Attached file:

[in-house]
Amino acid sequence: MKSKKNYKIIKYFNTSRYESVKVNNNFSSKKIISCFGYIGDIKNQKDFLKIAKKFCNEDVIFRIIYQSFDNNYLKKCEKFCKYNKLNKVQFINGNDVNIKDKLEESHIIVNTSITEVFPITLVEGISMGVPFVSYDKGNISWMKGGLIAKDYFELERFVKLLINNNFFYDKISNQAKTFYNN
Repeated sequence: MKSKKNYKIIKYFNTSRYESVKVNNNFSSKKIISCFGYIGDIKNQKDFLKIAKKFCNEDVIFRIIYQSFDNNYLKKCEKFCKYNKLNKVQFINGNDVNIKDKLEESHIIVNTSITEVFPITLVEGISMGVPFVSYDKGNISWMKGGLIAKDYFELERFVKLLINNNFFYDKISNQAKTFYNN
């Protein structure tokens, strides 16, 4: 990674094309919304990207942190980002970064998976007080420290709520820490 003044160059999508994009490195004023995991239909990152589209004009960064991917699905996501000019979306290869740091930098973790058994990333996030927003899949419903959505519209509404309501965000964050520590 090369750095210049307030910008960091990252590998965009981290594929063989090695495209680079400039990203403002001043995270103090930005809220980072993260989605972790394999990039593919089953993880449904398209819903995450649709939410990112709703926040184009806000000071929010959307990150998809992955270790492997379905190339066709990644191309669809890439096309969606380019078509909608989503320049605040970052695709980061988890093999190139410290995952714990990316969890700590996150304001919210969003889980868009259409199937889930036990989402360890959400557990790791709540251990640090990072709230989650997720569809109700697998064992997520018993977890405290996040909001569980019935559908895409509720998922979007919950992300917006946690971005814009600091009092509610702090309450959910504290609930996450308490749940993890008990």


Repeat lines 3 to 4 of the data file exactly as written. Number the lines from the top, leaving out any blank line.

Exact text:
Repeated sequence: MKSKKNYKIIKYFNTSRYESVKVNNNFSSKKIISCFGYIGDIKNQKDFLKIAKKFCNEDVIFRIIYQSFDNNYLKKCEKFCKYNKLNKVQFINGNDVNIKDKLEESHIIVNTSITEVFPITLVEGISMGVPFVSYDKGNISWMKGGLIAKDYFELERFVKLLINNNFFYDKISNQAKTFYNN
């Protein structure tokens, strides 16, 4: 990674094309919304990207942190980002970064998976007080420290709520820490 003044160059999508994009490195004023995991239909990152589209004009960064991917699905996501000019979306290869740091930098973790058994990333996030927003899949419903959505519209509404309501965000964050520590 090369750095210049307030910008960091990252590998965009981290594929063989090695495209680079400039990203403002001043995270103090930005809220980072993260989605972790394999990039593919089953993880449904398209819903995450649709939410990112709703926040184009806000000071929010959307990150998809992955270790492997379905190339066709990644191309669809890439096309969606380019078509909608989503320049605040970052695709980061988890093999190139410290995952714990990316969890700590996150304001919210969003889980868009259409199937889930036990989402360890959400557990790791709540251990640090990072709230989650997720569809109700697998064992997520018993977890405290996040909001569980019935559908895409509720998922979007919950992300917006946690971005814009600091009092509610702090309450959910504290609930996450308490749940993890008990």